Frank Nash, Chief Reed, Agent Smith and several other law enforcement agents made their way from the stateroom to the east entrance of the station where a vehicle was waiting to transport Nash to the prison. As Nash got into the front seat of the car, the officers noticed two men, one armed with a machine gun, running from behind a green Plymouth. They then noticed that both men were armed. As soon as these two were spotted, another armed man came from around the vehicle. One of the armed men shouted, and they began shooting at the officers surrounding the vehicle that Nash was in and firing bullets into the vehicle. Once the officers had dispersed from around the vehicle or had been wounded bad enough to not fight back, the armed men looked inside the vehicle and took off running towards another dark-colored vehicle parked nearby.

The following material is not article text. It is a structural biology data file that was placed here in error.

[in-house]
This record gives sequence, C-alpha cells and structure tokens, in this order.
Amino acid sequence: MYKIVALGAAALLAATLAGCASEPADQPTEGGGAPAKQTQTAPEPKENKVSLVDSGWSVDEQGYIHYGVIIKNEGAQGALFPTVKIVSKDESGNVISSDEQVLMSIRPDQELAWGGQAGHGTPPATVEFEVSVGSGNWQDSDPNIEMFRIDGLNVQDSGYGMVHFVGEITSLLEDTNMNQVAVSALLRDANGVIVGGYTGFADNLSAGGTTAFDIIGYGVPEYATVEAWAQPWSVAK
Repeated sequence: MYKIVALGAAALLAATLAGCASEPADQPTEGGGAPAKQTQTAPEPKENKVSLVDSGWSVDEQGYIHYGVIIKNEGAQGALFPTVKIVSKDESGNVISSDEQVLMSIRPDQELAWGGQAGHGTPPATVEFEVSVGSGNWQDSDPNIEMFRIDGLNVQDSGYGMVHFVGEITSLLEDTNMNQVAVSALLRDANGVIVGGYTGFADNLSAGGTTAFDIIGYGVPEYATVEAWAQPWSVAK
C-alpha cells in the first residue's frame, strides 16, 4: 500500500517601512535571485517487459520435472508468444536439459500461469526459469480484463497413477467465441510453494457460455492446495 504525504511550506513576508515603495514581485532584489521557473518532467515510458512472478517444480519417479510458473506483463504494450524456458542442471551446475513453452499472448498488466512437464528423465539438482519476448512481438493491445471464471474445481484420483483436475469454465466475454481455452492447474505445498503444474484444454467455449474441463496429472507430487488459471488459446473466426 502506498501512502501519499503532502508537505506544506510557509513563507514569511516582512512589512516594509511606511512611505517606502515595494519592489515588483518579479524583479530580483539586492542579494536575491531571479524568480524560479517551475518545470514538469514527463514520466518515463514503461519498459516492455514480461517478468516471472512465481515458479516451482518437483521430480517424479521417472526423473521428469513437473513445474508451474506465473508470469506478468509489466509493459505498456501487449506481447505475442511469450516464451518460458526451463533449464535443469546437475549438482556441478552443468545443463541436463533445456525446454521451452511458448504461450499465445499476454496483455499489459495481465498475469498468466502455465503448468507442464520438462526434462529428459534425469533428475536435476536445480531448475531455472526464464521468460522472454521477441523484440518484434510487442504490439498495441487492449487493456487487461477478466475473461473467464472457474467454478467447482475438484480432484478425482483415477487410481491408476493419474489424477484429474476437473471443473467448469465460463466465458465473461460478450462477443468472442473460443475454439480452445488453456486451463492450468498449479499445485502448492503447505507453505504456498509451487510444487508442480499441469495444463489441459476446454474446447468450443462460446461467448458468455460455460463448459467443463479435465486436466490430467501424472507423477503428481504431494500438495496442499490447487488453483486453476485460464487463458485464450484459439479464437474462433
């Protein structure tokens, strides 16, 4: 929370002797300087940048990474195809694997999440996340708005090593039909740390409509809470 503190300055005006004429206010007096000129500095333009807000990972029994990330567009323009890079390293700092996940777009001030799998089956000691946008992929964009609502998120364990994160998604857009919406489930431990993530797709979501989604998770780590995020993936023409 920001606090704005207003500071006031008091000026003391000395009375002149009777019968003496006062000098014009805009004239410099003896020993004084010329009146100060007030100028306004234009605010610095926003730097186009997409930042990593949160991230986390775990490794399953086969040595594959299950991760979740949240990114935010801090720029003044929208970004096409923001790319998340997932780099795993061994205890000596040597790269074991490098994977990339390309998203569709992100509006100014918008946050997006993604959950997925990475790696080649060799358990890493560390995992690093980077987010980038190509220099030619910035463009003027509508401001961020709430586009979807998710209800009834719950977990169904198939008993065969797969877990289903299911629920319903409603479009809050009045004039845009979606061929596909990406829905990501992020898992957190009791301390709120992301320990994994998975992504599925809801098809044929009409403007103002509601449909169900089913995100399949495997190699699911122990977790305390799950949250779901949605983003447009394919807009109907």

Several people died that day at the hands of the three armed gunmen:
· Frank “Jelly” Nash: Frank Nash was killed by a bullet that had went through the vehicle as he sat in the front seat of the car.
· McAlester, Oklahoma Police Chief Otto Reed: Otto Reed was sitting in the back seat of the vehicle and was struck by a bullet. He was killed instantly.
· FBI Agent Raymond J. Caffrey: Caffrey was severely wounded by a bullet that struck him in the head. He was later pronounced dead on arrival at a local hospital.
· 2 unnamed Kansas City police officers were killed immediately.
This event was known as the Kansas City Massacre. The three gunmen were later identified as Charles Arthur “Pretty Boy” Floyd, Vernon Miller, and Adam Richetti. This was a failed attempt by friends of Frank Nash to free him from police custody. Some evidence states that “Pretty Boy” Floyd was not involved in the shooting, but the FBI states otherwise. A year later, four other conspirators – Richard Galatas, Herbert Farmer, “Doc” Louis Stacci, and Frank Mulloy – were indicted for conspiracy to cause the escape of a federal prisoner from the custody of the United States. It was said that these men had made an agreement with the three gunmen to aid in the release of Frank Nash.
The Life of an Outlaw